"We support 3,524 artisans in 154 artisan groups. We provide product design assistance, credit fund access, accounting training, leadership development and HIV/AIDS awareness."
Bertha Giti Baroi is the director of a Bangladeshi fair trade organization that works for the welfare of the rural women artisans. She talks about her experiences while working with artisans.
"The organization was established in 1971 after the War of Independence to help war widows, victims and marginalized rural women who had become dependent on relief and sympathy. Our organization formed a cooperative handicraft project exclusively for women. We have been creating and exporting handicrafts around the world since 1973.
"For the first eight months, the group worked from a two-room garage.
"I joined this organization in 1998, at a time when the organization needed marketing personality to meet fair trade and market expectations. We needed a lot of help to serve more women. I feel proud that in 12 years, I was able to increase our activities and now we are supporting women workers and working for the welfare of the rural women artisans.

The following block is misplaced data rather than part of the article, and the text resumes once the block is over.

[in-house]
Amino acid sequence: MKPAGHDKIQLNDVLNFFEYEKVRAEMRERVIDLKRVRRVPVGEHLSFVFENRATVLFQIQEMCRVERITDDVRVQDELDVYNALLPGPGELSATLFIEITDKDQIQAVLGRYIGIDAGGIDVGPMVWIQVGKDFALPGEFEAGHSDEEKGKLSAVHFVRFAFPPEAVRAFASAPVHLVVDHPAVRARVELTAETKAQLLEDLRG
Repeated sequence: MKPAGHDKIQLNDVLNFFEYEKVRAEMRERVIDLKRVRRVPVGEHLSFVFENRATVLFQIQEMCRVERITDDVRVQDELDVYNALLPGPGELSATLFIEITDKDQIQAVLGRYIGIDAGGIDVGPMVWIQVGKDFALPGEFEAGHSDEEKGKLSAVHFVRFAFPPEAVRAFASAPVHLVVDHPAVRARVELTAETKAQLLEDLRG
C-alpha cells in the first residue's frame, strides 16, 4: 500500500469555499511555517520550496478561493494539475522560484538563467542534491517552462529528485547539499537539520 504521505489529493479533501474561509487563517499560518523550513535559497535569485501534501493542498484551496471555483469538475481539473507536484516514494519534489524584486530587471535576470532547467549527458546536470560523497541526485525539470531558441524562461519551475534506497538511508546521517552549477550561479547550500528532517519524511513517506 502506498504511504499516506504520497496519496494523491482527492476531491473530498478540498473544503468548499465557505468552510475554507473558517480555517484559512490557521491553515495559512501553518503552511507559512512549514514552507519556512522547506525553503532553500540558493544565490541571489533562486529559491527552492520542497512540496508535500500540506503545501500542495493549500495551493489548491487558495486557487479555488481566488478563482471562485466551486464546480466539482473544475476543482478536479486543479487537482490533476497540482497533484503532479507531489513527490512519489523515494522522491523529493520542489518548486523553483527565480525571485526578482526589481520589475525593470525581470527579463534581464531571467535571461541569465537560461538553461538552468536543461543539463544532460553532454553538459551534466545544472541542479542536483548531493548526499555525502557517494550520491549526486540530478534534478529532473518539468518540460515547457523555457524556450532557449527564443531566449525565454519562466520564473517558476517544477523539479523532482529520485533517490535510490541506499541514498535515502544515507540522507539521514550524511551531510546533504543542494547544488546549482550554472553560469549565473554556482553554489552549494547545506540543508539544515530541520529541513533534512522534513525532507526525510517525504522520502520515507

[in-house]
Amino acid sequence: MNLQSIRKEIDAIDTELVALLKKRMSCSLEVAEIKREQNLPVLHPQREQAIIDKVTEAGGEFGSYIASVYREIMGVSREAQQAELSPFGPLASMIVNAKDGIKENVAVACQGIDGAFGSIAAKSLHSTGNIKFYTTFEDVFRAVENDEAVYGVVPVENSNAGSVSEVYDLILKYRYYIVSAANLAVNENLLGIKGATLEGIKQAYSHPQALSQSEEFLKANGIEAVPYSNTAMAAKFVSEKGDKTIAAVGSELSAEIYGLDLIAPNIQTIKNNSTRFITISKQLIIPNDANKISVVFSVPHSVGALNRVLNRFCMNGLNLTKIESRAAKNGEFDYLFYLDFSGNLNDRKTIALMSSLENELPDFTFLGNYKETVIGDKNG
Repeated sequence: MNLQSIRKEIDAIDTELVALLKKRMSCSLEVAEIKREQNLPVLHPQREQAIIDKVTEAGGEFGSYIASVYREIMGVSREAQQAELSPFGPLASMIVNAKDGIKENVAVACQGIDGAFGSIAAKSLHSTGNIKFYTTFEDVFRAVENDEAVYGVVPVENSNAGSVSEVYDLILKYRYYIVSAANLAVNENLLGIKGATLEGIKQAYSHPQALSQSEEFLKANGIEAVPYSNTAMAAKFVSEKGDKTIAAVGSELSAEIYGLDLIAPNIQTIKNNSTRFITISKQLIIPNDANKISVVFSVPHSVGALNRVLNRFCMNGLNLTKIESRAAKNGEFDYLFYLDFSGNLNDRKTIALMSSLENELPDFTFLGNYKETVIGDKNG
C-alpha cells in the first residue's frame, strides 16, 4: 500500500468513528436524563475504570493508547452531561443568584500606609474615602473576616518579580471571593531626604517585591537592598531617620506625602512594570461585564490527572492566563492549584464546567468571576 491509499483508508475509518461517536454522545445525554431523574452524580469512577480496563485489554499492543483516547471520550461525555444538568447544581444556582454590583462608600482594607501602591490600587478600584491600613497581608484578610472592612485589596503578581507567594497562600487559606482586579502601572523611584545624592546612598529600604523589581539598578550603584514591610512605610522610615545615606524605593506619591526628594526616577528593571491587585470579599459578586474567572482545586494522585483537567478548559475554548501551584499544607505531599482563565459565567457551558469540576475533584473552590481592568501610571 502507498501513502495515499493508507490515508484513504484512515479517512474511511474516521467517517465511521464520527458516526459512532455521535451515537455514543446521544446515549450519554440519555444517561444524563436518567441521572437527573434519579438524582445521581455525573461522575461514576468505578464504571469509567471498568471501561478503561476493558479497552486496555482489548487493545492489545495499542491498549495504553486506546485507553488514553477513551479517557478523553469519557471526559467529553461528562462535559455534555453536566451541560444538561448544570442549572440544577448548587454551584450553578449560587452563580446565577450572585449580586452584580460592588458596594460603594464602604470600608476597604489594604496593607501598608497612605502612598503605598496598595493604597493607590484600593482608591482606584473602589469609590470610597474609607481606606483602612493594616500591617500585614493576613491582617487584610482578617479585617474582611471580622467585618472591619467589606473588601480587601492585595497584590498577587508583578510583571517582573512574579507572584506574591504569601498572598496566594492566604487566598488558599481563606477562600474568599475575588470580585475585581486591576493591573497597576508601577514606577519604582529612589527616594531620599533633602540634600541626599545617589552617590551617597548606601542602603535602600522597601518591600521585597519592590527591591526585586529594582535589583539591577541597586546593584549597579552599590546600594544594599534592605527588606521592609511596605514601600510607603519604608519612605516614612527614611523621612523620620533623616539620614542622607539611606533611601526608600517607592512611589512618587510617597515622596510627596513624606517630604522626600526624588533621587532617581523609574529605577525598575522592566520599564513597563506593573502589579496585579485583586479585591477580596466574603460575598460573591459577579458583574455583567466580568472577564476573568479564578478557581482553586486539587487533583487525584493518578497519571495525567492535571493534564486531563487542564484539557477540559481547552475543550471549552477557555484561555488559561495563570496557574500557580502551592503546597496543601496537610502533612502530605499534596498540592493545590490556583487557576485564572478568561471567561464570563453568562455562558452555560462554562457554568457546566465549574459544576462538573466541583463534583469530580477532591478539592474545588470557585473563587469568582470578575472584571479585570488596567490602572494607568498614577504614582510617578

"We support 3,524 artisans in 154 artisan groups. We provide product design assistance, credit fund access, accounting training, leadership development and HIV/AIDS awareness. We also use part of the funds from craft sales to provide educational support to poor students who would otherwise not have an opportunity to attend school.
"Many of our artisan's crafts are made from terracotta, clay, paper and jute, a sustainable fiber found abundantly in Bangladesh. We have been working with jute farmers who had begun to abandon their harvest because of low prices. Together, they are developing high-quality, organic, fair trade jute that will benefit small farmers and artisans as well.
"We hope that our collaboration with Novica will help provide employment to rural women, people with disabilities and India's tribal people to ensure them a fair income so they can live with dignity."